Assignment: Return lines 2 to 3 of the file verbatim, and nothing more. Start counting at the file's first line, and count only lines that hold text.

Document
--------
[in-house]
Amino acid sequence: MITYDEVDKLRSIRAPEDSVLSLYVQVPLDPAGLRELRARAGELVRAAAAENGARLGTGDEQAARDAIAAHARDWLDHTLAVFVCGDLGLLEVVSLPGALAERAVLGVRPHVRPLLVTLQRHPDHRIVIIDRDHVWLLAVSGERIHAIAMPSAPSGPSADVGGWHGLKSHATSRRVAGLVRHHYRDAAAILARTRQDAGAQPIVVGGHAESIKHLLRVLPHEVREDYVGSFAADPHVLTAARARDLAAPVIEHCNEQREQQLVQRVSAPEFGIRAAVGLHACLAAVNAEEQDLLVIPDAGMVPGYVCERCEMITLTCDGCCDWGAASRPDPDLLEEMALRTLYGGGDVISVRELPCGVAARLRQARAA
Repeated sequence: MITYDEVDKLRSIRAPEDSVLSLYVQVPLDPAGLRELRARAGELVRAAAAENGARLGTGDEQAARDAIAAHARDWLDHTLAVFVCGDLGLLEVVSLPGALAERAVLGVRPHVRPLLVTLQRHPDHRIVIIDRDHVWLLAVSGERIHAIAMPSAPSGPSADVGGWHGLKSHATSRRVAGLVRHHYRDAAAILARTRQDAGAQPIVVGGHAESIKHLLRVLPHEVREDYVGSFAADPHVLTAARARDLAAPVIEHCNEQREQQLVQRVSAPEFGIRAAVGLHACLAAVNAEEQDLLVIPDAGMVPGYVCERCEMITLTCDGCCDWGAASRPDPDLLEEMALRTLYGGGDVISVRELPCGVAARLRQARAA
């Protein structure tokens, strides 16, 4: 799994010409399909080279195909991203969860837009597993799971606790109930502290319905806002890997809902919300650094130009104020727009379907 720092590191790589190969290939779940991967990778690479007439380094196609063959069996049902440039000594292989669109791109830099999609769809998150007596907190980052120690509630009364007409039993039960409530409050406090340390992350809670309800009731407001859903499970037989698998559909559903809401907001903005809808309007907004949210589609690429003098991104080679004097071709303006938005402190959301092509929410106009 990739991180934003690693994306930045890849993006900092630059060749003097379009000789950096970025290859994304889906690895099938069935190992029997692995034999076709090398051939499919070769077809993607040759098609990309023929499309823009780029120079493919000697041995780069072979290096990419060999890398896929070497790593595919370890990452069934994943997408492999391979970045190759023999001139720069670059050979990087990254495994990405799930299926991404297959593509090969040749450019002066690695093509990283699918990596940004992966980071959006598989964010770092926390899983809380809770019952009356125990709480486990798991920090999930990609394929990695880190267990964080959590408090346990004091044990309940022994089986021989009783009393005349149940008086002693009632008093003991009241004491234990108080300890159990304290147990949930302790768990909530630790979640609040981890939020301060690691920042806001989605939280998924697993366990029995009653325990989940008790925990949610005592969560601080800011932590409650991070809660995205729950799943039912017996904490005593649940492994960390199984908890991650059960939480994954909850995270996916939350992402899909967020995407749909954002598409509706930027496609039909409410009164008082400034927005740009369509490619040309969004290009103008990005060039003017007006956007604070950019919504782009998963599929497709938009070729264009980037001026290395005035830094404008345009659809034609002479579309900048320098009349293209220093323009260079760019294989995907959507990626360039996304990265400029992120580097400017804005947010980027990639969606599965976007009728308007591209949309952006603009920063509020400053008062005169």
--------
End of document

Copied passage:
Amino acid sequence: MITYDEVDKLRSIRAPEDSVLSLYVQVPLDPAGLRELRARAGELVRAAAAENGARLGTGDEQAARDAIAAHARDWLDHTLAVFVCGDLGLLEVVSLPGALAERAVLGVRPHVRPLLVTLQRHPDHRIVIIDRDHVWLLAVSGERIHAIAMPSAPSGPSADVGGWHGLKSHATSRRVAGLVRHHYRDAAAILARTRQDAGAQPIVVGGHAESIKHLLRVLPHEVREDYVGSFAADPHVLTAARARDLAAPVIEHCNEQREQQLVQRVSAPEFGIRAAVGLHACLAAVNAEEQDLLVIPDAGMVPGYVCERCEMITLTCDGCCDWGAASRPDPDLLEEMALRTLYGGGDVISVRELPCGVAARLRQARAA
Repeated sequence: MITYDEVDKLRSIRAPEDSVLSLYVQVPLDPAGLRELRARAGELVRAAAAENGARLGTGDEQAARDAIAAHARDWLDHTLAVFVCGDLGLLEVVSLPGALAERAVLGVRPHVRPLLVTLQRHPDHRIVIIDRDHVWLLAVSGERIHAIAMPSAPSGPSADVGGWHGLKSHATSRRVAGLVRHHYRDAAAILARTRQDAGAQPIVVGGHAESIKHLLRVLPHEVREDYVGSFAADPHVLTAARARDLAAPVIEHCNEQREQQLVQRVSAPEFGIRAAVGLHACLAAVNAEEQDLLVIPDAGMVPGYVCERCEMITLTCDGCCDWGAASRPDPDLLEEMALRTLYGGGDVISVRELPCGVAARLRQARAA